The Gold Rush Analogy

So often I talk with my mom and she says something truly profound. The way she speaks wisdom is with a sense of ease as if she’s staring at the world from a high tower and knows the inner workings of life. I’m so grateful for her, and she knows how much I love her.

Today we were talking about seeking God and how it describes this in Proverbs 2:4.  She asked me if she had told me the gold rush analogy. She hadn’t, so she told me and I wanted to share it with you.

“Gold miners risk everything to strike it rich mining for gold in the wilds of Alaska and other parts of the world. These people are literally looking for treasure. Though they may not find any gold in the summer, you know they’re going to try again in the spring. They have to go through a lot of dirt to find a small speck of gold. They live for that tiny piece of gold. See, that’s how we’re supposed to seek God. Every now and again we find a piece of Him in our day and it makes our entire lives worthwhile. But, life is tough and sometimes we have to go through a good amount of dirt to see the God of gold who has everything under control.”

Revelation: seek God as if He’s buried treasure.

Lately Divine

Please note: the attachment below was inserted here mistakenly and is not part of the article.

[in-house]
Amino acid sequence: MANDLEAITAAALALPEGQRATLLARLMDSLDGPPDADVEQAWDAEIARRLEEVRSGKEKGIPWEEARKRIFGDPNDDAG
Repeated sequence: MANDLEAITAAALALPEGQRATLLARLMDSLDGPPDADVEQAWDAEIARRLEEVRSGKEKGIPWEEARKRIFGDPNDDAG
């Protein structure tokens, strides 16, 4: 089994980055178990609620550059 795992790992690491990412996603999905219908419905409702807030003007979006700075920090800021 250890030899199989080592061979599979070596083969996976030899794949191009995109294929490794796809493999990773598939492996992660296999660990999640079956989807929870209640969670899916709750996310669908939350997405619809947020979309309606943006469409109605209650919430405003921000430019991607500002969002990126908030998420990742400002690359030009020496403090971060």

I’m seeing God again. I got another glimpse of home on Friday. Something triggered it and I don’t quite remember what it was. I believe I was writing a friend’s name down during class almost like a prayer request, and for a split second I felt the joy of perfection, of all things coming to justice—the notion that N.T. Wright claims is instilled in all of us from God. It looks like a sunny afternoon—what I’d imagine dancing in an apple orchard would feel like in the midst of spring love. It looks like solitude, but it’s all of us. We’re together laughing and soaking in the beauty of being a part of life. I think to myself, “If only everyone else could see what I’m seeing right now.” We would live our lives so differently—intentionally seeking love for a greater purpose, not to receive it back but to bless those around us for the greater end, for the God of the glimpse, for our return home.